The host is St. Paul’s University College under the direction of the indigenous entrepreneur Jacob Crane
The University of Waterloo has announced the launch of a new entrepreneurship education program tailored to meet the needs of indigenous youth and their communities. The training program, hosted by St. Paul’s University College, is led by indigenous entrepreneur Jacob Crane, who is managed online by the Waterloo Indigenous Student Center in conjunction with GreenHouse, a college “social impact incubator” that provides “programs, opportunities and a community for Students to develop problem solving skills and come up with innovative ideas ”.
According to a statement from the University of Waterloo, the four-month program will give students four weeks of classroom instruction from “well-known Indigenous entrepreneurs from across the country,” plus a three-month period during which students work to reach milestones within their program own specified company.
At the end of the program, enrolled students receive a certificate of achievement as well as credit towards the curriculum. These students can also apply for up to $ 3,000 for their respective corporate project. Program manager Jacob Crane said the training program was “very empowering” as it allows Indigenous youth to take beneficial ownership of their lives.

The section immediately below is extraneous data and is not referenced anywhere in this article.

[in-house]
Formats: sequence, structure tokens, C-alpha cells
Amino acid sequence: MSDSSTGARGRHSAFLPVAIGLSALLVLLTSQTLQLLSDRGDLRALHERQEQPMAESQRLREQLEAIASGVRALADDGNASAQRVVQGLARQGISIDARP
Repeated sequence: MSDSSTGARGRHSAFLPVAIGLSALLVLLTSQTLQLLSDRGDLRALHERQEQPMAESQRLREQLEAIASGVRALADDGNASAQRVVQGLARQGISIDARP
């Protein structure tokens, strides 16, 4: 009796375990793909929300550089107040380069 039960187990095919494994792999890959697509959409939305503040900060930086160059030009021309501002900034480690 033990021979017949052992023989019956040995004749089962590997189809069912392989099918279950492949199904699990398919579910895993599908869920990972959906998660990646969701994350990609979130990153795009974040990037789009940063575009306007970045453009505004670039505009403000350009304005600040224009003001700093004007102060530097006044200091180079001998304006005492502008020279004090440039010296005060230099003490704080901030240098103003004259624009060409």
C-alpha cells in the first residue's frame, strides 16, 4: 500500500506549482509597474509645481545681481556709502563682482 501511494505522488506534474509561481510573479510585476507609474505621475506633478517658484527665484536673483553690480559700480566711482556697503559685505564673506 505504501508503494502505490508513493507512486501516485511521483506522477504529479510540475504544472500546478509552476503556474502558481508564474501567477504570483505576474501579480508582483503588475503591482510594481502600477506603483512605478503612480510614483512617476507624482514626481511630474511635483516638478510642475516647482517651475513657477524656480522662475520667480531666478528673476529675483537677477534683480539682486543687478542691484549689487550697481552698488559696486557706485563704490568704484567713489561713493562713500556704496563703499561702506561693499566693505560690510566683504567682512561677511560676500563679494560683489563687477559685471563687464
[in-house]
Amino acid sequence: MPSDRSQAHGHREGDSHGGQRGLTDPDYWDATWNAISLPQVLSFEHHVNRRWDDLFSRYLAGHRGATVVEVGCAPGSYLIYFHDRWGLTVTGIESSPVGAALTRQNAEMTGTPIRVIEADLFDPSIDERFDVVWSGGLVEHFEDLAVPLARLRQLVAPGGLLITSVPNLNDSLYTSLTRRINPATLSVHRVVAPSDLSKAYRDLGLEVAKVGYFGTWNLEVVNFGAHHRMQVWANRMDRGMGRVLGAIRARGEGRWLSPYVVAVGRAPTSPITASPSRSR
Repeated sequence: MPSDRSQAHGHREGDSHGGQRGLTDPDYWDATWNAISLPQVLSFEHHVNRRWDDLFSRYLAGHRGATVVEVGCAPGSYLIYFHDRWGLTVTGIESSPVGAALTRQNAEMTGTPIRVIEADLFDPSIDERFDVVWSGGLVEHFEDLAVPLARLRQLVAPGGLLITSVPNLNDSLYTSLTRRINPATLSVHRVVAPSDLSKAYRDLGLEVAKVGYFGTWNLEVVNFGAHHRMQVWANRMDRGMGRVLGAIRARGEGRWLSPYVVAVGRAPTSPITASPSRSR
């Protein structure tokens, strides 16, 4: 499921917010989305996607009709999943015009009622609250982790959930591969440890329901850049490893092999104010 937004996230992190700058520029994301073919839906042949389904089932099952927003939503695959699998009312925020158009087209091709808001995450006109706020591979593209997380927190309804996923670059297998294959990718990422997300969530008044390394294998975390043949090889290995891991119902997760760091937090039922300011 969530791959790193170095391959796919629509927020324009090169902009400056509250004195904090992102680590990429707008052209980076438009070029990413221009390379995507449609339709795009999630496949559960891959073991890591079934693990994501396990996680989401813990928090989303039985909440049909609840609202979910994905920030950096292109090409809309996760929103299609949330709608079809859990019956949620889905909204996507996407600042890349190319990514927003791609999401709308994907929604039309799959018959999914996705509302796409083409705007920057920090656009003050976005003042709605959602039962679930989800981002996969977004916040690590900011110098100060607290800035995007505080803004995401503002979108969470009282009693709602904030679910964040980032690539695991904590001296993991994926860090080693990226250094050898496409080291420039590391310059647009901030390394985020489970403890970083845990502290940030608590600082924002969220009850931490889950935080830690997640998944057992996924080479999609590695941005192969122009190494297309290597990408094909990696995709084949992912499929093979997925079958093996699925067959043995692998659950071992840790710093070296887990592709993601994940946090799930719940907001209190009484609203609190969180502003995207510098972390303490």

“By investing in indigenous entrepreneurship, we can help solve problems at the top of our communities,” said Crane. “When an indigenous person starts a business, 20 people are positively affected in the first month alone.”
Regarding this impact, Crane said that indigenous entrepreneurship is particularly unique – as he believes it is more focused on “solving problems and sharing wealth with the collective.”
“There are 631 indigenous communities in Canada. If only one member from each community were to participate in the program, it would have a significant positive and direct impact on our communities.”
The indigenous entrepreneurship training program will serve as a pilot for the entrepreneurial learning component of an indigenous entrepreneurship minor, which is expected to be offered by St. Paul’s University College from autumn 2021. According to the University of Waterloo, a total of 60 indigenous students will take part in this work-integrated learning experience.
“We are excited to offer programs that support Indigenous students in their entrepreneurial endeavors,” said Richard Myers, director of St. Paul’s. “As an institution, I believe we are uniquely suited to deliver an innovative learning experience that focuses on an indigenized business approach.”